Featured Articles

HP Stream is a Chromebook killer priced at $200

HP Stream is a Chromebook killer priced at $200

We have been hearing reports of a new breed of affordable Windows notebooks for months. It is alleged that a number…

More...
AMD Radeon R7 SSD line-up goes official

AMD Radeon R7 SSD line-up goes official

AMD has officially launched its first ever SSDs and all three are part of AMD’s AMD Radeon R7 SSD series.

More...
KitKat has more than a fifth of Android users

KitKat has more than a fifth of Android users

Android 4.4 is now running on more than a fifth of Android devices, according to Google’s latest figures.

More...
Aerocool Dead Silence reviewed

Aerocool Dead Silence reviewed

Aerocool is well known for its gamer cases with aggressive styling. However, the Dead Silence chassis offers consumers a new choice,…

More...
Frontpage Slideshow | Copyright © 2006-2010 orks, a business unit of Nuevvo Webware Ltd.
Monday, 09 September 2013 07:43

Internet needs to shut NSA out

Written by Nick Farrell

Rewrite web security

Internet security experts want to rewrite Web security in the wake of disclosures that the US National Security Agency has developed the capability to break encryption protecting millions of sites. Part of the problem they face is that internet security has relied heavily on brilliant government scientists who now appear suspect.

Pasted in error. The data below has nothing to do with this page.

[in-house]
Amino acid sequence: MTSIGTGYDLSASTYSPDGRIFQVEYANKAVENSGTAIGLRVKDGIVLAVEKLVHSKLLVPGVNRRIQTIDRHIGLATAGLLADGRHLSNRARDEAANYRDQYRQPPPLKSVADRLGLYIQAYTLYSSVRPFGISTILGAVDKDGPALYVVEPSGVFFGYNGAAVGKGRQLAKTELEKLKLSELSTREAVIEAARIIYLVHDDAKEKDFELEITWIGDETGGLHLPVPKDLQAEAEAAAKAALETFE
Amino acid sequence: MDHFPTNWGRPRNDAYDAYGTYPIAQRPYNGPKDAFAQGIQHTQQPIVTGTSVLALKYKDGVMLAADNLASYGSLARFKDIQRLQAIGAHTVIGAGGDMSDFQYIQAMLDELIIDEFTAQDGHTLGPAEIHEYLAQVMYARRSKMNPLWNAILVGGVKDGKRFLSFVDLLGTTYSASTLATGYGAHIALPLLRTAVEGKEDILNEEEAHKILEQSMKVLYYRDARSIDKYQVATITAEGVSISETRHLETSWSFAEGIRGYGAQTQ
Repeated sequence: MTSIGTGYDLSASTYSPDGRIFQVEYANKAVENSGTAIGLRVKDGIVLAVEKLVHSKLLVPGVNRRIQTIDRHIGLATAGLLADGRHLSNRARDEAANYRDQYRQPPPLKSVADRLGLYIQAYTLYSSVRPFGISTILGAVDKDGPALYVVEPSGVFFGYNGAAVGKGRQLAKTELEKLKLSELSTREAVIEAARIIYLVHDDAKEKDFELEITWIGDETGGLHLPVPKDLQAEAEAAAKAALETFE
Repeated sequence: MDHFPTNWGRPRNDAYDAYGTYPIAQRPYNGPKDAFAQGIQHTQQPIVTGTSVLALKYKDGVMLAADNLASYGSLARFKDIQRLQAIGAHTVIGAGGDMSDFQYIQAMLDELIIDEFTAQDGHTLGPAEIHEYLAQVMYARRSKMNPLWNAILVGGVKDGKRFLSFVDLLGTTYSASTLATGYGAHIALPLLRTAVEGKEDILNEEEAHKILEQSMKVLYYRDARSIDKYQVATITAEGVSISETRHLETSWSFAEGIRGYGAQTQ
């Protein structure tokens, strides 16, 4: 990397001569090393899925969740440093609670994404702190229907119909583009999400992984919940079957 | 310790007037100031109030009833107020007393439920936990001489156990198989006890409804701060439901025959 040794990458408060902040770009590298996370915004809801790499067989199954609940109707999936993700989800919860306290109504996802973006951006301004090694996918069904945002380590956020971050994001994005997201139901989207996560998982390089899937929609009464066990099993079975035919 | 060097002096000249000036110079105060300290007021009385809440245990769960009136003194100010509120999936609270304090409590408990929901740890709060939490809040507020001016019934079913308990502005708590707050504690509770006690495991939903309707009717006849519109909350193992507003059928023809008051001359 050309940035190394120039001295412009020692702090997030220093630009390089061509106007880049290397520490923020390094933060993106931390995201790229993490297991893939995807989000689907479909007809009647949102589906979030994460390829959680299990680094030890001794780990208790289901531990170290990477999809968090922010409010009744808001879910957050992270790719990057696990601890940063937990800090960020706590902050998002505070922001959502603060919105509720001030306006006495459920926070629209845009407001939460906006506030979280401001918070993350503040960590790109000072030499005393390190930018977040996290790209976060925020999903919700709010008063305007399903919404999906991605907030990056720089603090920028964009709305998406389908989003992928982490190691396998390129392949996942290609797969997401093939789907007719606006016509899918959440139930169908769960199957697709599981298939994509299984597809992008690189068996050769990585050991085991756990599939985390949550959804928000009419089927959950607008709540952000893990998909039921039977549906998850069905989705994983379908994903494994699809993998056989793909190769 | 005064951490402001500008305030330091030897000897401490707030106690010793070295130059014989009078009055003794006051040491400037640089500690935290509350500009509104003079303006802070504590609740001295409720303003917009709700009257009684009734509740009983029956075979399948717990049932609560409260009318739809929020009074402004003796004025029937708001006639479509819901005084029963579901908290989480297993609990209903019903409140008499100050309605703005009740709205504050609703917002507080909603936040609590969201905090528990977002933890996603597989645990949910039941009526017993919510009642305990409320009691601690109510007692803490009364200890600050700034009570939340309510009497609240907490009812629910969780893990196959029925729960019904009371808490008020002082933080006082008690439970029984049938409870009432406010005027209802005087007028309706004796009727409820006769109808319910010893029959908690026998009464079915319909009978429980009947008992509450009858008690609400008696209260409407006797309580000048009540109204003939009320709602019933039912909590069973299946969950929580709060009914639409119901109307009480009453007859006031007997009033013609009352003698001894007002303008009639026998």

Technologists told Reuters that they had been betrayed that the NSA, which has contributed to some important security standards. It now turns out that they were trying to ensure they stayed weak enough that the agency could break them. Johns Hopkins cryptography professor Matthew Green said that everyone assumed they could use their capacity to make weak standards, but that would make everyone in the U.S. insecure so they would not be dumb enough to do that.

Everyone thought they would never be crazy enough to shoot out the ground they were standing on, and now we're not so sure, he said.

NSA moves would result in encryption being introduced to basic Web traffic and the strengthening the so-called secure sockets layer, which guards banking, email and other pages beginning with Https.

More here

Nick Farrell

E-mail: This e-mail address is being protected from spambots. You need JavaScript enabled to view it
blog comments powered by Disqus

 

Facebook activity

Latest Commented Articles

Recent Comments